The 11th FC reduced it to 4.632% and hence the state had suffered a loss of Rs 5,600 crore during the period (2000-05). According to the states economic survey, Maharashtras share in central taxes as per the 12th FC has been fixed at 4.997% and the state would get Rs 30,663.19 crore. The state would also receive the grants-in-aid of Rs 5,531.06 crore.
Aggregate resource flow from the Centre to the state has been fluctuating. It was Rs 10,470 crore in 2001-02, Rs 4,733 crore in 2002-03 and Rs 8,771 crore in 2003-04. However, it is expected to come down to Rs 8,597 crore in the budget year 2004-05.
The state finance department sources told FE while population and collection were the main criteria in the first seven FCs, different parameters were considered from the 8th FC onwards. For the first time a distance criterion from the highest per capita income and inverse income criterion of per capita income were considered in the 8th FC, and together given a weight of 75%. The 9th FC introduced an index of infrastructure and brought back the collection criteria. The 10th FC ignored collection but introduced area and tax efforts as two additional criteria.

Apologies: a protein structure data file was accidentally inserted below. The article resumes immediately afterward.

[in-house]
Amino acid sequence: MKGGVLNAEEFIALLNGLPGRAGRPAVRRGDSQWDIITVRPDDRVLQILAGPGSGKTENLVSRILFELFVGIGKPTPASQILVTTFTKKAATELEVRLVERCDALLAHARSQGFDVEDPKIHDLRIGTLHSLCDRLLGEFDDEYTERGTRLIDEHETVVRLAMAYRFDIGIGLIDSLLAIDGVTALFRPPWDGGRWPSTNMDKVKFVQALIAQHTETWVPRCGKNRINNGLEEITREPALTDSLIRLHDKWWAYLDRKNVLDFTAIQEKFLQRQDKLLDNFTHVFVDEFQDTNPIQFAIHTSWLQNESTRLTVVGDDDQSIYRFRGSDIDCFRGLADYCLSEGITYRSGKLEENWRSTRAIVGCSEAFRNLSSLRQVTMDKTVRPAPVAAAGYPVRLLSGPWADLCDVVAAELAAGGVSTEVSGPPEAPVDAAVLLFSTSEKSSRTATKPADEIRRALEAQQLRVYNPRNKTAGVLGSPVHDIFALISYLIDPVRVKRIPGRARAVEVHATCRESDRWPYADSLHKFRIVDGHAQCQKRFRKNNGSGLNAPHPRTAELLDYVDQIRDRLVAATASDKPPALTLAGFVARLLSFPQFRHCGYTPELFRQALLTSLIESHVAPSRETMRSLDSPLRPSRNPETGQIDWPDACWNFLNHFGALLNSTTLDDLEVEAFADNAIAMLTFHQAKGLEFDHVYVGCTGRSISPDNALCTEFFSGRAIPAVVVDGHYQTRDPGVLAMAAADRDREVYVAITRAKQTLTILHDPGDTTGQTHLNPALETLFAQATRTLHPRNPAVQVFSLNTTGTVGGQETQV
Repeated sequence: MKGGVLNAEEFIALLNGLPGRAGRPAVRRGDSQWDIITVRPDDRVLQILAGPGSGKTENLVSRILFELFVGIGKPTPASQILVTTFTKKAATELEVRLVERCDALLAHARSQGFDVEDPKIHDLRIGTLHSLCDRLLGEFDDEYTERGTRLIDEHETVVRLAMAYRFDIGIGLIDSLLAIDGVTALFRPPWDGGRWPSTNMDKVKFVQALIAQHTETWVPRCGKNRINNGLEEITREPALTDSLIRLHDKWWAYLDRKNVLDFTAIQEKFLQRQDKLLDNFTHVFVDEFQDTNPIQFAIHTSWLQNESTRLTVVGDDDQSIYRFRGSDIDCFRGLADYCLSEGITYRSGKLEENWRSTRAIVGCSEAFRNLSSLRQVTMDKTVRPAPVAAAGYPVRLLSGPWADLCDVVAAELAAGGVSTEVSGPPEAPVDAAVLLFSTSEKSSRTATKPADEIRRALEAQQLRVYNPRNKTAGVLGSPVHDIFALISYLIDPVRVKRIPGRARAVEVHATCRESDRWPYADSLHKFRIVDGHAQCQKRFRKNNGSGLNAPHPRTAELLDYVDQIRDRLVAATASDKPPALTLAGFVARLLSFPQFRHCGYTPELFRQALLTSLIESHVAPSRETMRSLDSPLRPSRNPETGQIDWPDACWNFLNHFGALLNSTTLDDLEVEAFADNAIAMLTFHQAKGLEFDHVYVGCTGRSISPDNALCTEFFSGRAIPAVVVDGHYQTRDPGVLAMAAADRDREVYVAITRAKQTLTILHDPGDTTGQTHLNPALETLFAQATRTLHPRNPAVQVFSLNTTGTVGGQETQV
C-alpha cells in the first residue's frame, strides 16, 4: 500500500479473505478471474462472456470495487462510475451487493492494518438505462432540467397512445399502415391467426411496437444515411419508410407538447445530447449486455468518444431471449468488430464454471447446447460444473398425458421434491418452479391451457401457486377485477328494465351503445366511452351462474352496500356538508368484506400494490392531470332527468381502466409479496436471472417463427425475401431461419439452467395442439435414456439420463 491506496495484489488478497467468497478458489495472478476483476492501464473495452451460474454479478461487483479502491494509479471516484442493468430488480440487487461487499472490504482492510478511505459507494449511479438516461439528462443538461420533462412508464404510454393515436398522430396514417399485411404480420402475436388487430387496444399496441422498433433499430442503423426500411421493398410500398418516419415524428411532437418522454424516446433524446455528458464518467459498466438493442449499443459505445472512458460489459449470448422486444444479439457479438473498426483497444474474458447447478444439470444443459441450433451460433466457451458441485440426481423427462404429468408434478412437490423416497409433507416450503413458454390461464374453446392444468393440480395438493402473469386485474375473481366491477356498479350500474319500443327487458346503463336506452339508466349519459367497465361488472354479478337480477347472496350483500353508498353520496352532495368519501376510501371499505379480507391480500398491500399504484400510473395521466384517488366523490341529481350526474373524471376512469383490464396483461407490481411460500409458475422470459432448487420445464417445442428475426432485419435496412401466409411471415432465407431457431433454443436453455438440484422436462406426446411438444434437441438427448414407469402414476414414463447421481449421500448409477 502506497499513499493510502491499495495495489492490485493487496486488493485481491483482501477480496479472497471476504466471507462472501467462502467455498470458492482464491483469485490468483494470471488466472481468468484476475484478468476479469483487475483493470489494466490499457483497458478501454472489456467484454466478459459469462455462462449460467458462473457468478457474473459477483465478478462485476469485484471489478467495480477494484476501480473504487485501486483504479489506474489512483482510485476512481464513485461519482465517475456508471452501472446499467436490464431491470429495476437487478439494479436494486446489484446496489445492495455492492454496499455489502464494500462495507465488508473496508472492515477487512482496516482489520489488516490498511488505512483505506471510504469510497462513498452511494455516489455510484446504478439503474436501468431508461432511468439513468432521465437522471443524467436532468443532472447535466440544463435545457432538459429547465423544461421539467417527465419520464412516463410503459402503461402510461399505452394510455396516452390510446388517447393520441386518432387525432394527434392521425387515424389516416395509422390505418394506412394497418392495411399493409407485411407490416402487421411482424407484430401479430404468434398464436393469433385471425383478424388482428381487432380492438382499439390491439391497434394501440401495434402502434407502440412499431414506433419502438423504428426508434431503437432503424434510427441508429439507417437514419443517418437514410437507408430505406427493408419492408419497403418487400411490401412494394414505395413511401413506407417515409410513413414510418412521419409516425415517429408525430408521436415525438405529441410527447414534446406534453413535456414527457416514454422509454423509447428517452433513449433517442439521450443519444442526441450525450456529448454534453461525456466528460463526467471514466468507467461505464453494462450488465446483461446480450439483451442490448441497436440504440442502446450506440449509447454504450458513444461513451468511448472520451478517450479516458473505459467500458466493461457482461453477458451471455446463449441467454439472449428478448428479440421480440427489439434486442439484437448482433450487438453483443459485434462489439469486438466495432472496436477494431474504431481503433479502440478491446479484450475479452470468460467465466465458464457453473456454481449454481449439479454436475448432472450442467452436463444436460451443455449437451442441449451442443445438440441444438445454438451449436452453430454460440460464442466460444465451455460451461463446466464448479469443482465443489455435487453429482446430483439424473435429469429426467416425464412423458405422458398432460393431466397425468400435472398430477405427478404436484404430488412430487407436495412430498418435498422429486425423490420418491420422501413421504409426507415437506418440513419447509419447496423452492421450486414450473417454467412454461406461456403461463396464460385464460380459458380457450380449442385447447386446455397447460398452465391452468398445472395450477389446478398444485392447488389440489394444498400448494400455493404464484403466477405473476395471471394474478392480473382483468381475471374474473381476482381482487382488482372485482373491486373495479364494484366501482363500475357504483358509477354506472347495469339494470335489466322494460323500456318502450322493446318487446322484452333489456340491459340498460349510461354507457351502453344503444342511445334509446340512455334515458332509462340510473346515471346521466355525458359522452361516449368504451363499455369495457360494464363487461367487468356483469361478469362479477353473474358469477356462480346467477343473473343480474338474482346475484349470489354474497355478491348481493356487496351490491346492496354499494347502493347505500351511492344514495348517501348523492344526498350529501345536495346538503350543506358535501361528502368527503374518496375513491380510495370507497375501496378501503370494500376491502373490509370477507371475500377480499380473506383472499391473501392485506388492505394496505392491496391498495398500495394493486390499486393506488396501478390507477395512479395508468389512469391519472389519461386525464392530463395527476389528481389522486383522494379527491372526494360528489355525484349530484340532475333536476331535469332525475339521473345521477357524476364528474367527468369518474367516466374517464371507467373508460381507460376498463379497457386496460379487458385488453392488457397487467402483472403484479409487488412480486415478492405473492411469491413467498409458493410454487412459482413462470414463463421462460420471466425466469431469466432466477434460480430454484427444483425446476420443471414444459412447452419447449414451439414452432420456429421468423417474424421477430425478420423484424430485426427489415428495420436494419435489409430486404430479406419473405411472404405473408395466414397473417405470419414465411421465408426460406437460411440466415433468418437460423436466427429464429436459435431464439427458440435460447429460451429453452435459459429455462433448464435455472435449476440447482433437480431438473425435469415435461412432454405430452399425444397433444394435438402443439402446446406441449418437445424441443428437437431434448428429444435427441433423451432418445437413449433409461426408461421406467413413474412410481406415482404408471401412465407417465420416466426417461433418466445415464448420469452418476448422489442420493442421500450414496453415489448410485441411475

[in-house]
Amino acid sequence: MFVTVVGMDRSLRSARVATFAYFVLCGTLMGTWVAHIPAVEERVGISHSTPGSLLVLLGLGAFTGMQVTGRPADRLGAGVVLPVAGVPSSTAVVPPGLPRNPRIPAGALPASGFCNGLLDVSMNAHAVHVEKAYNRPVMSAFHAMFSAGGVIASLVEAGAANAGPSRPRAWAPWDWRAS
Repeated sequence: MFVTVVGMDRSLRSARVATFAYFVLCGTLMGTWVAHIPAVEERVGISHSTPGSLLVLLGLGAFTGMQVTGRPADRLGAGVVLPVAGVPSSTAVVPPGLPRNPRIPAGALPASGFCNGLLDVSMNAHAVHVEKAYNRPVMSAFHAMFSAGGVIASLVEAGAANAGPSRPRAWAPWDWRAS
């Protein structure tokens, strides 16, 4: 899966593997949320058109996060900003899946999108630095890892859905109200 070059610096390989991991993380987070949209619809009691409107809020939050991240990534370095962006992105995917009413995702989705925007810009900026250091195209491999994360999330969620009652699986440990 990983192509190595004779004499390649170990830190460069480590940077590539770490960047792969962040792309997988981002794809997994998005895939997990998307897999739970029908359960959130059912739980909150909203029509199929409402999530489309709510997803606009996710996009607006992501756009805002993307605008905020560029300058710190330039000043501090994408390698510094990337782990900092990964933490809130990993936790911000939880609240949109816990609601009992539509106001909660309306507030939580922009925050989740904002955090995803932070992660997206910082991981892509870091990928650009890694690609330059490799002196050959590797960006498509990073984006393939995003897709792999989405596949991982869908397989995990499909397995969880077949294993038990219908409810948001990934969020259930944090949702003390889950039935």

The 11th FC introduced fiscal discipline as sixth criterion for determining the amount to be received by states in the sharable revenue. Sources said Maharashtra had a peculiar problem which was not faced by other states.
This is the existence of an island of prosperity in a sea of deprivation. What we are referring is Mumbai. If Mumbai is removed from the calculation of Maharashtras gross state domestic product, the figures would give a much more accurate picture of what actually exists, sources said.